If all I wanted was a distraction-free environment, I'd pay $5 plus$20 shipping on eBay for one of the early Pentium laptops out there that havemiraculously escaped the landfill. A bare-bones Win98 installation,delete Solitaire, make sure that it has no wireless card in it, anddown the road I'd go - except that zero distractions was only a part ofthe equation.

The Creative Process

See, I'm not typing business letters here, or entering data intospreadsheets, or whatever; I'm trying to create something, somethingenjoyable for other people to read, out of whole cloth (or awoolly-headed hangover, whichever). I know that there are giftedwriters out there who can compose beautiful essays with crayon on anapkin in the crowd at a hockey game; Zen masters who can contemplatekoans in the middle of a busy lunchtime crowd in Tokyo's Ginza districtwhile being mugged. I'm not one of them. I need that pretty gravel trapwhere somebody's raked everything into serene spirals andcurlicues.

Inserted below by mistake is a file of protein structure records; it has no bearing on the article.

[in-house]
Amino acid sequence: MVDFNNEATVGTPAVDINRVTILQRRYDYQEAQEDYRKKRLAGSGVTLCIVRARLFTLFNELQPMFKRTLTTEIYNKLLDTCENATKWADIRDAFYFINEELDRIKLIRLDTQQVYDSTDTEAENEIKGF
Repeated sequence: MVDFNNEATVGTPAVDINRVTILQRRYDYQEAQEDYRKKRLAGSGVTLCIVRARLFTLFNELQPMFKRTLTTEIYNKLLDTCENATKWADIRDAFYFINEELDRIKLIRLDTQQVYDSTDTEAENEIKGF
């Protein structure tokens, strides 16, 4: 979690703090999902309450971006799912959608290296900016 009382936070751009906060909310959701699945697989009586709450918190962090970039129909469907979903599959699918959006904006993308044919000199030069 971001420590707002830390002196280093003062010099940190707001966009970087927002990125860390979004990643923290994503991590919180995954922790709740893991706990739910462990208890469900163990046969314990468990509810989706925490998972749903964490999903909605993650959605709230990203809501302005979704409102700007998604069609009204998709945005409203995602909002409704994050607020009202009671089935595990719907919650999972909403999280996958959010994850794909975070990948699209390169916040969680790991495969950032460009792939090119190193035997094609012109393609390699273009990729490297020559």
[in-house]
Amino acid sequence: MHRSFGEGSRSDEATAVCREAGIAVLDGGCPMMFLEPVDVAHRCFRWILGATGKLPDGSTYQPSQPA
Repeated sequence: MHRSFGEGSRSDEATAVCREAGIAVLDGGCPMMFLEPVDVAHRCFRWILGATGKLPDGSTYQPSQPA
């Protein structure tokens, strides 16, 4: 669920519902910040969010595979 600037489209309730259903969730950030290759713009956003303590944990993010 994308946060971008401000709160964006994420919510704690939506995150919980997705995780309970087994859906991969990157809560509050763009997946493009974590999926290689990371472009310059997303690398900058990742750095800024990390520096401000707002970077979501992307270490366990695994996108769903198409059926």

I do my best writing on a Mac.

I briefly considered an AlphaSmart Neo, recommended highly by much better writers than I, but it doesn't really fit my ownpeculiar needs. Yes, the infinite battery life means you can take itanywhere and write when you feel like it, but I usually Sit Down toWrite. There's a clear demarcation between "This is me writing" and"This is me futzing around and doing normal stuff". The instant bootupis neat for those who are hit by a thunderbolt of inspiration and needto get it on the screen fast, but I chew stuff in my head for hours,days, or even weeks. That recent anal bleaching comedy bit? I bounced that off the headsof dinner companions almost two weeks before hitting the "publishpost" button.